No offense taken. My main point though is that it doesn’t matter what I believe.
If it’s true it’s true. If there’s questionable bits, there’s questionable bits. But _my_ stance is that it’s practical to act as if it’s true.
Although I have to admit that jl – whom I often argue with on many issues, including this one – does make a valid point when I mentioned governments-doing-something.
He pointed out that it can lead to war. I hadn’t considered that.
For that possibility, I’d personally recommend (if anybody asked me) that local / provincial (state) / federal governments make positive changes WITHIN their own borders.
If the mission crosses international lines, then diplomacy must be the method of action. Convince. Debate. Talk it over.
But war-like things such as sanctions to force other countries to comply with the recommendations to fix things regarding global warming is something I’d recommend strongly _against_.
Why? There’s plenty to do within each country’s own borders first.
But the correlation/causation as well as confirmation bias has to always be taken into account.
Science often makes for terrible historians. Sorry, but it’s true.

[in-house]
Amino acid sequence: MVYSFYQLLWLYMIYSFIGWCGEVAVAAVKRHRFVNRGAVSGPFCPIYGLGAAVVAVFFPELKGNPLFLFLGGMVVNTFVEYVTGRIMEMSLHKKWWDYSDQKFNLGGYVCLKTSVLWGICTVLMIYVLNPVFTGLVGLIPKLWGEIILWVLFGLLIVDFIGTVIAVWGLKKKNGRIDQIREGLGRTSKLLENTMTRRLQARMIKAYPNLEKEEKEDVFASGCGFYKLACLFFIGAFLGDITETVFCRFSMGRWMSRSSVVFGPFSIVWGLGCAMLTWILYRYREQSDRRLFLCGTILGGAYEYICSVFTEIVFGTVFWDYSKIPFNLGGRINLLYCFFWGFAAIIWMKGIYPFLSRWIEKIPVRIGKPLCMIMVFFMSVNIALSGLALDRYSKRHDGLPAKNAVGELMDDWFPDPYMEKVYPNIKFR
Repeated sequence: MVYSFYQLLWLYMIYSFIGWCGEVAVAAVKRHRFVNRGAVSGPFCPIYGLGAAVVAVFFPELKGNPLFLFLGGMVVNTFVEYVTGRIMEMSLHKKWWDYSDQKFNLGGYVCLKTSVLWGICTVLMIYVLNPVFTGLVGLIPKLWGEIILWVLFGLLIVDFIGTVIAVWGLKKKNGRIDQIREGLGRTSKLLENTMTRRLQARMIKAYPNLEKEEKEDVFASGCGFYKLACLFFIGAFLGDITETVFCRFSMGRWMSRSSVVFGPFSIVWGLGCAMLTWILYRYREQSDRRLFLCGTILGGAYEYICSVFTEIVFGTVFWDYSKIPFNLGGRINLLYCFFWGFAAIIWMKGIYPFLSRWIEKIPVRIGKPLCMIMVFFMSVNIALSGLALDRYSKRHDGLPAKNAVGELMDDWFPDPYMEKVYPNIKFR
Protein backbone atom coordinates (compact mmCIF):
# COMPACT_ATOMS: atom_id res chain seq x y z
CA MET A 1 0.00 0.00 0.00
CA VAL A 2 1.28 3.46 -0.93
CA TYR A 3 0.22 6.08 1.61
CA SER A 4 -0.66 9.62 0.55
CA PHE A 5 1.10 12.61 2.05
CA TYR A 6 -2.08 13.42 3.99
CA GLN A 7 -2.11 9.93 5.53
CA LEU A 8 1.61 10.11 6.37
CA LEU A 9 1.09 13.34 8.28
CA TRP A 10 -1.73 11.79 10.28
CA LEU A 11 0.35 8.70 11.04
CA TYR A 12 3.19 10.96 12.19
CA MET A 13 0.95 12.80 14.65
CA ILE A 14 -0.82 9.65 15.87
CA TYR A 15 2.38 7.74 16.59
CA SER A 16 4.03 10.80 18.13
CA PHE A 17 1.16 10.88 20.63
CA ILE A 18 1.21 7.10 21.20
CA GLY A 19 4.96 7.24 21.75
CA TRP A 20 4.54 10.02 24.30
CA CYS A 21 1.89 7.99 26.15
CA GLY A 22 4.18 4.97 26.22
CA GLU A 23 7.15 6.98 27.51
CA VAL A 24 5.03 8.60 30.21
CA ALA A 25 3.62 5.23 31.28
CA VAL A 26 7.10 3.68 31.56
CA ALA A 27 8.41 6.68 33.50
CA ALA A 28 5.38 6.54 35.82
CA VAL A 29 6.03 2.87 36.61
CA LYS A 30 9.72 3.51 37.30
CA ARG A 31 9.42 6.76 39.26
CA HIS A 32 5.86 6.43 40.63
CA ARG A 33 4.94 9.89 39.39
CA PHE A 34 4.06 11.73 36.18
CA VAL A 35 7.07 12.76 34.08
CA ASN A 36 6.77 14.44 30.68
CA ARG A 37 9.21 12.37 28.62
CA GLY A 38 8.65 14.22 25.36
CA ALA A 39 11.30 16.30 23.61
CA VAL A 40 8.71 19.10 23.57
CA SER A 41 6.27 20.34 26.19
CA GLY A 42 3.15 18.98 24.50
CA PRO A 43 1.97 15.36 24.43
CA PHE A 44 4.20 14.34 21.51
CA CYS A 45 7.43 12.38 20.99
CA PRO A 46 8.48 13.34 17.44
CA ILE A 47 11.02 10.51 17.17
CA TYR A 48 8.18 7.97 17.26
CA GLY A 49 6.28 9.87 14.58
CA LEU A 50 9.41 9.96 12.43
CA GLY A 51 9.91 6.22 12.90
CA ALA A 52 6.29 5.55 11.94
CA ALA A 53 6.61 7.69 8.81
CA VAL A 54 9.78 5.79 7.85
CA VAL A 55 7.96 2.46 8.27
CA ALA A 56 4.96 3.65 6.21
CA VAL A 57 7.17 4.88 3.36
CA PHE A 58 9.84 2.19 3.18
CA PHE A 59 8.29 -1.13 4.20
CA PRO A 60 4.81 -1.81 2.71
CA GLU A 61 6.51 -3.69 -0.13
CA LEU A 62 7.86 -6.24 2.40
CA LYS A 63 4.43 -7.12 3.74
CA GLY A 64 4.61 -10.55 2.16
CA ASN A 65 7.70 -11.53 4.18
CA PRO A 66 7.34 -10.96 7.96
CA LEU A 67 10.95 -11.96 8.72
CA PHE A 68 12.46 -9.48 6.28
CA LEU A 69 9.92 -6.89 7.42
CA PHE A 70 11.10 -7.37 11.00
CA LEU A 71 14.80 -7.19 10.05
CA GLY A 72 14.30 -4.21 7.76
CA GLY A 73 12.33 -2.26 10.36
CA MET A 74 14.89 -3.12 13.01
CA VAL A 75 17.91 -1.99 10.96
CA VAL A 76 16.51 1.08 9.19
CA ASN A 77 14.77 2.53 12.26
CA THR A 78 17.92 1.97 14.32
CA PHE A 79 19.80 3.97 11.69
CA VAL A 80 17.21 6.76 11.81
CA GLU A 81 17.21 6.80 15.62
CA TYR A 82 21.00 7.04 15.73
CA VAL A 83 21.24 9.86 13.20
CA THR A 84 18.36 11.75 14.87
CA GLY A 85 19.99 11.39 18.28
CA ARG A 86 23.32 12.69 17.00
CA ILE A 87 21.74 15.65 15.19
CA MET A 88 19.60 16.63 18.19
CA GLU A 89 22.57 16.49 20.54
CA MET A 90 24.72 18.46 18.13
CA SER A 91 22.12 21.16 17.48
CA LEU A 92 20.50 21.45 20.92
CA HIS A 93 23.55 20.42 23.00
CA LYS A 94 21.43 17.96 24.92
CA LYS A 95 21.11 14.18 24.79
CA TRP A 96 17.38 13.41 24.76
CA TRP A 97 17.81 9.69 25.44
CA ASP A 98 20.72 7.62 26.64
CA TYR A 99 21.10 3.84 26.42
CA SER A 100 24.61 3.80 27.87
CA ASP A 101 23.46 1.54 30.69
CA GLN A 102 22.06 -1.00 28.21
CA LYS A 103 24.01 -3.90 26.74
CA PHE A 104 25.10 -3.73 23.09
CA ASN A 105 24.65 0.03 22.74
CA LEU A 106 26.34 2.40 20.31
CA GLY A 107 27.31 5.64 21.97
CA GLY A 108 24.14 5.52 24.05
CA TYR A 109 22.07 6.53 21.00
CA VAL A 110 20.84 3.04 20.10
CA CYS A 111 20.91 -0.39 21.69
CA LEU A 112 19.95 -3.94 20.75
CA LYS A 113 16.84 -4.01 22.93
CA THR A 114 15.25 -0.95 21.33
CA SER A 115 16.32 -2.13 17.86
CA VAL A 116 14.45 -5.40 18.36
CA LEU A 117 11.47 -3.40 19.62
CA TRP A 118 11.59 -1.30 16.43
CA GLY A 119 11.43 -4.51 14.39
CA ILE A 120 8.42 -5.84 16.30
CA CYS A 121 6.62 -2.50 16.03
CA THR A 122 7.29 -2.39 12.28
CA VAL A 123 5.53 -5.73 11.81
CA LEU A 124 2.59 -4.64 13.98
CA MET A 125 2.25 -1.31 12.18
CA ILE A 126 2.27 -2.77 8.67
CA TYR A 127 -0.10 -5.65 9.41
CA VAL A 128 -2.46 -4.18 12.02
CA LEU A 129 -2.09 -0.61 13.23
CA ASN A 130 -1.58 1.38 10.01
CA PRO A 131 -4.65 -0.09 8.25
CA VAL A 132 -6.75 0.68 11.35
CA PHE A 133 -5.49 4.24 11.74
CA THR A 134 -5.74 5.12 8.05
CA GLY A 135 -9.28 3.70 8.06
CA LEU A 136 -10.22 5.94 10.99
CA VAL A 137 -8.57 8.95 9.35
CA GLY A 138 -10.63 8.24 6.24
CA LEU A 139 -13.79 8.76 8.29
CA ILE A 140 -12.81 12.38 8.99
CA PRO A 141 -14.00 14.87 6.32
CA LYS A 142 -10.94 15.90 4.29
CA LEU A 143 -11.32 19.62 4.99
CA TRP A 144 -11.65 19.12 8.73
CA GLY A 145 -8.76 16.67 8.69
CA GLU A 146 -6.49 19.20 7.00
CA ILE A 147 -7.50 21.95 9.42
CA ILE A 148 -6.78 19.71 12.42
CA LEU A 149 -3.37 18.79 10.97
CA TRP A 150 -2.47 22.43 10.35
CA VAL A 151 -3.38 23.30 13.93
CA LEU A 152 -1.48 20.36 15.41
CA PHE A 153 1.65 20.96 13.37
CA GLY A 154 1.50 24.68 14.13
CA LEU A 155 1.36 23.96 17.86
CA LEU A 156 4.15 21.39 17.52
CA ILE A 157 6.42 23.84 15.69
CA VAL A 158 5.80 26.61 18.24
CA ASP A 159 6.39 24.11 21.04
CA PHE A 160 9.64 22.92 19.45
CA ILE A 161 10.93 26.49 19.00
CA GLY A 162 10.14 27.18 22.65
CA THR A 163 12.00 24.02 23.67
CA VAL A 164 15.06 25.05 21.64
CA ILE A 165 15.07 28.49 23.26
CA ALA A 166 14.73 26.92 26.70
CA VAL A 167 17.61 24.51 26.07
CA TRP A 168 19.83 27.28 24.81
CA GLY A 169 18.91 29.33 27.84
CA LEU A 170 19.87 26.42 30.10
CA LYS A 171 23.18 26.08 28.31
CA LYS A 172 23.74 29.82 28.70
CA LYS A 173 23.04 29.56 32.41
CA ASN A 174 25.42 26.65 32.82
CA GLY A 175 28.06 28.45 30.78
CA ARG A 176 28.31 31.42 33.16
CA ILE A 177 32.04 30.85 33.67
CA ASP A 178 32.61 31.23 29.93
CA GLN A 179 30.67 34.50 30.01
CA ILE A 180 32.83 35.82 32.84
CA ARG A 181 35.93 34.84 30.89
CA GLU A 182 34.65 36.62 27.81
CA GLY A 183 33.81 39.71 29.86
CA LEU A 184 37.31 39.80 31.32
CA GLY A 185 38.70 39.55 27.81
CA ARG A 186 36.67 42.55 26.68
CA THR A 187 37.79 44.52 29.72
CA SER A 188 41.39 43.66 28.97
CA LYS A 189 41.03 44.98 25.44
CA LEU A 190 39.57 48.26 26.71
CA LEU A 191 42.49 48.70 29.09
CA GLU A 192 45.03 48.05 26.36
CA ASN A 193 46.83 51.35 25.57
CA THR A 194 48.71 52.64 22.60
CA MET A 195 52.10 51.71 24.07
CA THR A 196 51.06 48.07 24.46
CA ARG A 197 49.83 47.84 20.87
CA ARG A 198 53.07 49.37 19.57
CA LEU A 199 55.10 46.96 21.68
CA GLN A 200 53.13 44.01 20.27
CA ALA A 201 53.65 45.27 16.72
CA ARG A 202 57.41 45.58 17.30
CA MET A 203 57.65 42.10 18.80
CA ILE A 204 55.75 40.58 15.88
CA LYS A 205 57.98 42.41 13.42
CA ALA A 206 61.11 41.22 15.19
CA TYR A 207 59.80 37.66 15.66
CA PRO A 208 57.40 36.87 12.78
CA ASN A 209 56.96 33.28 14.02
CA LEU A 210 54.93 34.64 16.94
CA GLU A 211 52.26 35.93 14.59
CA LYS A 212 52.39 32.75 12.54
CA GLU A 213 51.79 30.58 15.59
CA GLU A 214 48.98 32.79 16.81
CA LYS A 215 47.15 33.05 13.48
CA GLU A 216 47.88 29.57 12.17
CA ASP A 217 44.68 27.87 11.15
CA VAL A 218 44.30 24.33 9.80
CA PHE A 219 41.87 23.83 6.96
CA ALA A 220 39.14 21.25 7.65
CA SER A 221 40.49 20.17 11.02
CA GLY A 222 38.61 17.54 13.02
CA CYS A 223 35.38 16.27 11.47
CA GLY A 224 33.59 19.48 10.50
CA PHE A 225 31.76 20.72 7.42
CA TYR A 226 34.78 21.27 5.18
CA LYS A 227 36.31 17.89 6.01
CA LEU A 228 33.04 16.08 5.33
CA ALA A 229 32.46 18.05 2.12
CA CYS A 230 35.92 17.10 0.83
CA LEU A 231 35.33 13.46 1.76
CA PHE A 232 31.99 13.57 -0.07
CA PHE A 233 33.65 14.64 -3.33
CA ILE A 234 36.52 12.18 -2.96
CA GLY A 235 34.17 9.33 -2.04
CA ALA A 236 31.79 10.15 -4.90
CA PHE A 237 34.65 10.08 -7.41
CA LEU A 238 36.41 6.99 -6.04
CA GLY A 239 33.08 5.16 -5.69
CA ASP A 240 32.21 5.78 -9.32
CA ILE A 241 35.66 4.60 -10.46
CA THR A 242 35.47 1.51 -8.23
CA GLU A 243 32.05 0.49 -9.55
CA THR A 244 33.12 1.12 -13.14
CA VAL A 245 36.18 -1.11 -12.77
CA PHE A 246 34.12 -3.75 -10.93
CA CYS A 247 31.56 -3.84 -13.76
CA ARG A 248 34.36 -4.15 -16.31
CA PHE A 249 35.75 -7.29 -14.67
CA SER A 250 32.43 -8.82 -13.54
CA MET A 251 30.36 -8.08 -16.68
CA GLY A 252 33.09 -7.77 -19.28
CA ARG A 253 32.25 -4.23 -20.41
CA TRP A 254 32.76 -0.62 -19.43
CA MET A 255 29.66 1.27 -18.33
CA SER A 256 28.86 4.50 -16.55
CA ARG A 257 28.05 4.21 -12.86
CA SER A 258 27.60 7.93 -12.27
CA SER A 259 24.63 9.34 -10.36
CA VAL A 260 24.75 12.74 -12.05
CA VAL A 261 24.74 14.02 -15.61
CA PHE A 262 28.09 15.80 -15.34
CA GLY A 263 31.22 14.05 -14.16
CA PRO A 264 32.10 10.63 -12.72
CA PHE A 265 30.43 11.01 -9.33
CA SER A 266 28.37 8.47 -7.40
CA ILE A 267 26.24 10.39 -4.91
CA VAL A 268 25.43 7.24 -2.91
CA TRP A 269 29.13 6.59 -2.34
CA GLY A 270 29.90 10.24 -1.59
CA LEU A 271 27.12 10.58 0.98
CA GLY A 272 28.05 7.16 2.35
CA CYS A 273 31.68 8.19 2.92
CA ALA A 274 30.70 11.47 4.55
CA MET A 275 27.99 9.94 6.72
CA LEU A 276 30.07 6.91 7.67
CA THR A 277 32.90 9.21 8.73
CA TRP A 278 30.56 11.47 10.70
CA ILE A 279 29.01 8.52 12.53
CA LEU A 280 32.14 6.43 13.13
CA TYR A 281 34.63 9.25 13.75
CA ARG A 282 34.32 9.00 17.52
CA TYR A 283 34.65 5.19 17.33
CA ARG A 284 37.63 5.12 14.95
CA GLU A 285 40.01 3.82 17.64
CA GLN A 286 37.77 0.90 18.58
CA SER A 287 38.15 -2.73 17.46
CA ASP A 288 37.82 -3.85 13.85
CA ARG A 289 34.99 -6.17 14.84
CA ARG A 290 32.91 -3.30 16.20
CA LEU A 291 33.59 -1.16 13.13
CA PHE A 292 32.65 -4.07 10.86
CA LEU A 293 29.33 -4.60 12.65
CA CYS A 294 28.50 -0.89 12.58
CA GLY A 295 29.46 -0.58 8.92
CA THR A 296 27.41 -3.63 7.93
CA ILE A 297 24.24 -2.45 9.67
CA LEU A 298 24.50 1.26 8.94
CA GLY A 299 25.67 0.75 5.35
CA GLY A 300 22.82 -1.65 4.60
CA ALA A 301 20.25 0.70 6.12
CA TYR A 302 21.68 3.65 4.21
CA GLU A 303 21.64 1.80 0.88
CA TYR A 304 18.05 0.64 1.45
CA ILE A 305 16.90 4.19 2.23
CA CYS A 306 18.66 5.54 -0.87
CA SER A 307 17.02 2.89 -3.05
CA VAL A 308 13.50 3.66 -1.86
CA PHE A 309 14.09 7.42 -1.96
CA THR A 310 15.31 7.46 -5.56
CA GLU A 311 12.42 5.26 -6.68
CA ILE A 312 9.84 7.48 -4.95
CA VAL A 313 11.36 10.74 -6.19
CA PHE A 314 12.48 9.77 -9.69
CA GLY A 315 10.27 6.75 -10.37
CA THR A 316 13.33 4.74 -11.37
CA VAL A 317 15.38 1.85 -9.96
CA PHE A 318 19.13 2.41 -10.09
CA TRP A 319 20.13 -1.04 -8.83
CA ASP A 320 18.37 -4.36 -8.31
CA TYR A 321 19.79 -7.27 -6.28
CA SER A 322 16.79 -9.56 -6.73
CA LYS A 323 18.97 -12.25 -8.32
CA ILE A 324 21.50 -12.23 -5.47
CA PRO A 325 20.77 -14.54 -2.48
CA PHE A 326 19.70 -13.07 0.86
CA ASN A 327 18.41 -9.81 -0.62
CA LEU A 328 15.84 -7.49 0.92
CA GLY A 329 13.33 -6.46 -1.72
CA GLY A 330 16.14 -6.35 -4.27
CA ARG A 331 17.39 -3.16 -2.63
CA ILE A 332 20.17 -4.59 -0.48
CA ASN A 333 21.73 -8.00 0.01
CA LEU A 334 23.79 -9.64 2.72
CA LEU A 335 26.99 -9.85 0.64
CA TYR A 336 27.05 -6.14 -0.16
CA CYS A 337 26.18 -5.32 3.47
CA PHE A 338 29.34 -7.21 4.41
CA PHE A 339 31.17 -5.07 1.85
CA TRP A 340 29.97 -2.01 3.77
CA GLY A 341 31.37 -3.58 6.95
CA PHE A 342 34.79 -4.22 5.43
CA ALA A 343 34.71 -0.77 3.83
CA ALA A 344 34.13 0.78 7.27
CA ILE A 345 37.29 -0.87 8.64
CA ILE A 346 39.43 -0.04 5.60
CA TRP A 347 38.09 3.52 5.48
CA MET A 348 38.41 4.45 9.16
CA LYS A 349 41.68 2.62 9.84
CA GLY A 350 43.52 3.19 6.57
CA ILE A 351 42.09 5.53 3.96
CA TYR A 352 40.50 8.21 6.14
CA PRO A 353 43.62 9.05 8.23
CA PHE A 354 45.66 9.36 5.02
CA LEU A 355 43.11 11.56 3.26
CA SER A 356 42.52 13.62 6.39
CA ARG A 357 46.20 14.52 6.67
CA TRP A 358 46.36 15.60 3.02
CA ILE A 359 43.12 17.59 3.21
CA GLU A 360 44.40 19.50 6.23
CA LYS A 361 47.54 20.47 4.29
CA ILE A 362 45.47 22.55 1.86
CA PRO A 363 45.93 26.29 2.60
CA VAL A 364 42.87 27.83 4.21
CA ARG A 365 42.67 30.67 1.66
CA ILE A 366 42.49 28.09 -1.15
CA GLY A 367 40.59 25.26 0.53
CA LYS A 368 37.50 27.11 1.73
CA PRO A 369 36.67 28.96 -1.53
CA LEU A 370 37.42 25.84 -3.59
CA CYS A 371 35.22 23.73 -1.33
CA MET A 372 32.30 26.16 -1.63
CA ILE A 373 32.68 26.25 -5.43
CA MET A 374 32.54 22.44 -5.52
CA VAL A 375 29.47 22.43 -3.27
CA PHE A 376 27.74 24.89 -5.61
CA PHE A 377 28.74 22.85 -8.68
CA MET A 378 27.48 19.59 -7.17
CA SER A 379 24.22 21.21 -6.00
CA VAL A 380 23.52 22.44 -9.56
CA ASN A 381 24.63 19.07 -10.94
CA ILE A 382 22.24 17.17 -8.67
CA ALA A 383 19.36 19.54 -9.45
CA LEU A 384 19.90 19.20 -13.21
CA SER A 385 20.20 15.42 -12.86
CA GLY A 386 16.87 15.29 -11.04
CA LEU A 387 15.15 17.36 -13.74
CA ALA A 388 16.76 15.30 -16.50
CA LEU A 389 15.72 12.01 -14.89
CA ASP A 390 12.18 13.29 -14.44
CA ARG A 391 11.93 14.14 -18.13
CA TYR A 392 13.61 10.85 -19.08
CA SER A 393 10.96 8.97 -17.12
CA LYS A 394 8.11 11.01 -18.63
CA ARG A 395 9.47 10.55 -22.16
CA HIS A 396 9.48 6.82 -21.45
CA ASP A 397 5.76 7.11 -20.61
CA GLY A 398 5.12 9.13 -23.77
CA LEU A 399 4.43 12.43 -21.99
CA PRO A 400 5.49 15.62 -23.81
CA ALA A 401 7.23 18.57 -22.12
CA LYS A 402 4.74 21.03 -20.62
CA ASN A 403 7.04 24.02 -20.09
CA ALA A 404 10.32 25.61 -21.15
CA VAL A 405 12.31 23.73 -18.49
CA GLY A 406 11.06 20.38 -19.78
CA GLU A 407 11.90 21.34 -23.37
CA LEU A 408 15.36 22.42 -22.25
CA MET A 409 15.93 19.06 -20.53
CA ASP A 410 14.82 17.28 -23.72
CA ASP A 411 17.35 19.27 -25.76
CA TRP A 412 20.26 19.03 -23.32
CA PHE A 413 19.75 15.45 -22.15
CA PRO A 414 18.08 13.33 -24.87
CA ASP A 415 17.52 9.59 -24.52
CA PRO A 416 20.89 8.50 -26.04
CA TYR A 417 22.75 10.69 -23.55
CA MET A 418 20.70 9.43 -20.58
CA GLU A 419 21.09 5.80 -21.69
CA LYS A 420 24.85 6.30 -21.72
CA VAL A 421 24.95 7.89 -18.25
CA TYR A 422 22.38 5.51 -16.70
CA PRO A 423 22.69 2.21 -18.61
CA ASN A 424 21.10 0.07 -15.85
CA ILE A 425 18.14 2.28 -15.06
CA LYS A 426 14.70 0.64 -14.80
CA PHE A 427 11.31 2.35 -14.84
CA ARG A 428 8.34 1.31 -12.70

The reasons for war and conflict are multivaried, complicated, messy.
People like to look for a SINGLE REASON for it all.
“It’s religion! look at the stats!”
“It’s global warming! look at the stats!”
“It’s oil! look at the stats!”
All of these things and more _are_ possible as singular causes or main causes. But it’s _more likely_ to me, from a historical point of view, that it’s EXACTLY as complicated as it appears to be.
You’re right. I share the same values. I grew up with “give a hoot, don’t pollute” campaigns and was a Boy Scout. I believe in leaving the place better than where you got there.
I looked into the “Keep America Beautiful” campaign a few months ago, because I was always a big believer in it. The garbage cans everywhere. Recycle bins. I believe in it.
I thought, “Oh good, this will be a controversial-free zone. Lemme find its history”.
Nope. Even THERE, there’s controversy.
There’s critics who say that the whole campaign, a cooperation between federal government and large corporations, were designed to put the onus of responsibility on recycling onto the INDIVIDUALS and _away from_ the corporations, who don’t have to follow the same rules.
Had something to do with glass bottle deposit revenues and stuff.
So I was a little disappointed. There’s a good chance they’re right. Responsibility shifted away from corps and towards individuals by starting a mission. A campaign. Something for us to believe in.
And, I did. And, I do.
But it was another reminder how annoying and complicated these things get, when they get to the level of public policy.[responsivevoice_button voice="US English Male"]